I’d note in passing that Sky have hoovered up IPL coverage (previously on ITV4) as well.
        It’s really hard to see how you get a child interested in the game if you don’t live near a county ground.

        Like

  14. Grenville May 18, 2015 / 10:51 am

    I was in absolute earnest about setting up an England renegade XI, raising the cash through crowdfunding. I have none of the relevant skills or contacts, but if your interested, I guess Dimitri has my email and I’m happy for him to share it.

    Like

    • metatone May 18, 2015 / 3:17 pm

      Alas, I think for myself – and probably others, it’s hard to find the time for such a big project.
      I’m really tempted, but I’d be lying if I said I can actually contribute much at the moment.

      Like

      • Grenville May 18, 2015 / 9:36 pm

        This is a big stumbling block to my grand plan…. can’t you all be at loose ends having just finished a big project? How about we organise a whip round to fund someone, (Dmitri, Vian, Tregakkis, Maxie?) to provide match reports from the £20 seats. That way we subvert the lickspittle media?

        Like

    • Roger May 18, 2015 / 3:19 pm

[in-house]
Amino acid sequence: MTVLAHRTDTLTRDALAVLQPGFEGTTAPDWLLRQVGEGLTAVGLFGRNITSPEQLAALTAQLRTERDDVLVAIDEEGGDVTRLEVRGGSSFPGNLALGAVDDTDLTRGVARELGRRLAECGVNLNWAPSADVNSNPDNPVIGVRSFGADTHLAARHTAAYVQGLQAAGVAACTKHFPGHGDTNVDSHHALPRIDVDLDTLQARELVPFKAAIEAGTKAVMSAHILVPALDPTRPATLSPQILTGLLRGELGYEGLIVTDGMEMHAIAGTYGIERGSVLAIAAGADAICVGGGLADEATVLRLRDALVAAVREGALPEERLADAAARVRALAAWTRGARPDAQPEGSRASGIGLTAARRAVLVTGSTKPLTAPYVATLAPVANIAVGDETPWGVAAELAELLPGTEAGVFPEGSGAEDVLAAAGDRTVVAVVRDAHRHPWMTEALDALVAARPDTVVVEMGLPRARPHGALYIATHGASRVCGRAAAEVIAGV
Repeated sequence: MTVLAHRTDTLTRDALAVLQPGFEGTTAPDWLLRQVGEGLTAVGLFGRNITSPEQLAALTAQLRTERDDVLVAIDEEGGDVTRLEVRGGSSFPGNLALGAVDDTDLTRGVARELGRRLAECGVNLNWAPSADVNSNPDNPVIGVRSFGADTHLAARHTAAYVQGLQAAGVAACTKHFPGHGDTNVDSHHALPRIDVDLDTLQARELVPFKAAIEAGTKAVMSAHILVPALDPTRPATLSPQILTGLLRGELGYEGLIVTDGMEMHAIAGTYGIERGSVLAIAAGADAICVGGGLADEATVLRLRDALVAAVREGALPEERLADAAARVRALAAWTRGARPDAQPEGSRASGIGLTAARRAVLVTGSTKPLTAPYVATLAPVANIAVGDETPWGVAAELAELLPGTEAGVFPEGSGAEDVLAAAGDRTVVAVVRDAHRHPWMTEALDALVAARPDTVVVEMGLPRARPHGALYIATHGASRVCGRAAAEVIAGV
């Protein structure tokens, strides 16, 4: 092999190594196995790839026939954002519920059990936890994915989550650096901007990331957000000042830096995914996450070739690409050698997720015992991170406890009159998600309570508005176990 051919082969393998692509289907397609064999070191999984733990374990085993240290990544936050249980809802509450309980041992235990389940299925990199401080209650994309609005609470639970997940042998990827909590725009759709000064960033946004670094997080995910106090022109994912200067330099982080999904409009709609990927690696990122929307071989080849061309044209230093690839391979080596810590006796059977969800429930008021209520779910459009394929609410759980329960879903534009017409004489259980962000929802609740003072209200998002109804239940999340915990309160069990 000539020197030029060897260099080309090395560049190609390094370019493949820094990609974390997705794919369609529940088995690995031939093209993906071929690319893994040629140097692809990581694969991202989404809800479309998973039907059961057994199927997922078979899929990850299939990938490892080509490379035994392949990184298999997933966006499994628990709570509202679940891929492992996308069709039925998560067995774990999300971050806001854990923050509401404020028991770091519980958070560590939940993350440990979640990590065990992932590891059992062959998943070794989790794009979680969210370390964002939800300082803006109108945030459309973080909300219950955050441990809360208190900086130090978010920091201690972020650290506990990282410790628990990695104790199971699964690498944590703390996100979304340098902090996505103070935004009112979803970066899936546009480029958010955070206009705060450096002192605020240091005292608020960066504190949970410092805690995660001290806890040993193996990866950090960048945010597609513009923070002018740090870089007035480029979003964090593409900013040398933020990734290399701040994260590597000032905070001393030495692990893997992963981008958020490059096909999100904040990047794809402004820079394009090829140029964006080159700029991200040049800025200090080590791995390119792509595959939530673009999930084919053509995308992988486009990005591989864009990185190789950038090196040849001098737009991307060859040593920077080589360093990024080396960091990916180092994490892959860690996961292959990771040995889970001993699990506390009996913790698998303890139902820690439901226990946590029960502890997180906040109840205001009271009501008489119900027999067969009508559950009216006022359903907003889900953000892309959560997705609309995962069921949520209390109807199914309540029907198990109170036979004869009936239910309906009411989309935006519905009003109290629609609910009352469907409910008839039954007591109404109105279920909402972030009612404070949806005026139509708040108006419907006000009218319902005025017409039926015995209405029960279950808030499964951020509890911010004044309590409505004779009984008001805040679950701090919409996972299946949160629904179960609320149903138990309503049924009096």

“At least two more”. Anderson and Prior?

      Like

      • escort May 18, 2015 / 7:02 pm

        Anderson is a maybe i guess because he is best friends with Cook but Prior isn’t even playing at the moment, why would he be asked for his view?

        Like

      • Roger May 18, 2015 / 7:05 pm

        Prior only dropped out of the team through injury (eventually), so maybe they still consider him the first choice keeper? Otherwise I can’t think who it might be…

        Like

    • hatmallet May 18, 2015 / 7:34 pm

      Bit ranty given it’s from a proper newspaper, but repeats much of what fans here and on other sites and Twitter have been saying.

      Let’s take the England group:

      Cook – refuses to play with KP
      Lyth – has never played with KP
      Hales – has played 3 games with KP, has said he would like to play with him
      Ballance – has played 1 game with KP, not commented
      Bell – according to recent interview has no problem with him
      Root – I believe he has said KP was helpful during their time together
      Taylor – played just 1 game with KP though wasn’t rated by Pietersen. Has laughed it off.